That weekend, the whole fam visits. Richie is four and adorable. Tina is thirteen and A TOTAL WENCH. She's all YOU SURE GOT A LOT OF FLOWERS and [the room] DOESN'T LOOK TOO AWFUL TO ME like, dude, Tina, what the fuck is wrong with you, YOUR SISTER HAS FRIGGING LEUKEMIA. Tina is also envious of all the teen magazines (!) Sarah has. God, I hate Tina. I am on page five and already I hate everyone in this family except Sarah and Richie. And, sorry to spoil you guys, but Sarah won't remain on my good list for long.

The doctors talk to Sarah and her parents about her progress. Sarah's doing okay, but what would really help is, of course, a bone marrow transplant. Her parents are all WELL I DON'T KNOW ABOUT THAT ALSO DON'T TEST US OR OUR KIDS FOR COMPATIBILITY I THINK SARAH'S ACTUALLY FINE and Sarah's all, the hell?

After this, Sarah's parents reveal their big lie:
Her father stepped forward and took her hand. "Baby, there's no need for Tina or Richie to be typed for compatibility. They're not going to match you."

Sarah stared at then, confused and dumbfounded. "How can you be sure? They're my sister and brother."

Her mother shook her head. Tears trickled down her cheeks. "No, Sarah, they're not. [OMG WTF SHUT UP SHUT UP ACTUALLY THE CORRECT ANSWER IS "actually, Sarah, they're not your biological siblings"] When you were three days old, we adopted you."
Understandably, Sarah freaks the fuck out. Here's the short version of the story: they couldn't conceive, so they adopted her, then they ended up conceiving Tina (and then Richie) later on. That's actually super common.

Sarah seems less upset about the lying than being adopted, is all I AM NOT RELATED TO ANY OF YOU I AM JUST A LEGAL TRANSACTION I DON'T BELONG TO ANYONE WOE IS MEEEE and just SHUT UP SARAH. Lying is awful, and your parents really, really fucked up. That said, adoption is not some crappy inferior way to end up in a family, and it doesn't make you any less related to the people who adopted you. Great, now I hate you too.

Sarah wants time alone, and stares in the mirror:
She was seeing "eyes of such a pale, clear shade of blue as to resemble light streaming through a window." Scott Michaels had described them that way when she'd been eleven, and it had made her blush.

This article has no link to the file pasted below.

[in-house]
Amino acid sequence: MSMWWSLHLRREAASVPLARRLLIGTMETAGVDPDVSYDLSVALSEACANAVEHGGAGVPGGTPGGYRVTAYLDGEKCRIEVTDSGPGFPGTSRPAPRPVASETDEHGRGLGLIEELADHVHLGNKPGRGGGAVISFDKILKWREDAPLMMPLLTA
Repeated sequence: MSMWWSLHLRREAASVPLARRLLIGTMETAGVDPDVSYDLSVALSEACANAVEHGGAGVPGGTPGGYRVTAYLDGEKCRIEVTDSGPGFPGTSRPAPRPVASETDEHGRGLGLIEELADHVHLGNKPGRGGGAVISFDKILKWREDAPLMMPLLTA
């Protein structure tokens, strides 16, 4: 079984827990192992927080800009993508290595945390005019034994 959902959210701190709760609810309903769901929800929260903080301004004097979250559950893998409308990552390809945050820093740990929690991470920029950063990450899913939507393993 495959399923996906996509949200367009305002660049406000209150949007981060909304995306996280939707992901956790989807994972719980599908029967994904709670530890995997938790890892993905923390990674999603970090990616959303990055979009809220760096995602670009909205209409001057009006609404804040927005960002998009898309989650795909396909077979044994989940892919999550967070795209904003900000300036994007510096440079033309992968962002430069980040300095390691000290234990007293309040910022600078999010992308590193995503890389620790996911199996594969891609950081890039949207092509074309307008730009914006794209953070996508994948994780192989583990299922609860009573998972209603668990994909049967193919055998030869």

NO HE DIDN'T. I do not believe any eleven-year-old has ever uttered such a phrase. WAY TO CAPTURE THE REALISM OF TWEEN CONVERSATION LURLENE.

Soon, of course, Sarah gets THE LETTER. If this is your first OLW recap, head back here to read the full text. She keeps it secret, of course, like this is the way most people would react. Actually, guys, once this is posted, I'm going to create this week's poll, and that's what I'm going to find out. So if you read this on an RSS feed, be sure to actually come to the site.

Sarah goes home from the hospital but is still all whiny and emo about her sitch. No, not the cancer, not the lying, but the BEING ADOPTED. Shut up, Sarah. Her neighbor Scott of the AS TO RESEMBLE LIGHT STREAMING THROUGH A WINDOW Scott does visit, but she doesn't tell him about the adoption stuff, because she is ASHAMED. But after a blowup with heinous Tina where Sarah's all DON'T WORRY WE'RE NOT EVEN RELATED (which is rude and wrong uggghhhh I hate Sarah, though at least this time she also chastises her parents for the lying), she ends up telling Scott everything.

Despite that dumbass thing about blue eyes, Scott is pretty smart, because he has a friend who is adopted, and is super fine with it! Also he is quick to correct Sarah on saying shit like "real mom" when, duh, her REAL MOM is the one who raised her, and her biological mother is the one who gave birth to her. Thanks for that terminology lesson, Scott, that wenchface Sarah really needed it.

Sarah realizes, while talking to Scott, that she could FIND her biological mother, and maybe biological siblings, and then she'd have a great shot at the bone marrow transplant. This is actually not a bad idea! Scott says it would cost lots of money (I dunno, would it?) but that's fine because Sarah's got the OLW money.

So Sarah goes to her parents, and they sit her down to lecture her on the assface she's been lately. She also comes clean about the letter and says she wants to search for her biological mother. Sarah's mom keeps trying to guilt trip her, all THINK OF ALL THE WONDERFUL THINGS YOU CAN DO FOR YOUR FAMILY WITH THAT MONEY like, uh, Sarah's mom, I know your daughter is a wench and I know you are also a lying wench, but, uh, think about this. Do you want Sarah to live? Then face the fact that maybe this is necessary. ARGH. My parents were always nothing but supportive, telling my brother that once he was eighteen if he wanted any help finding biological family they would be there. They aren't lying jackholes though to be fair.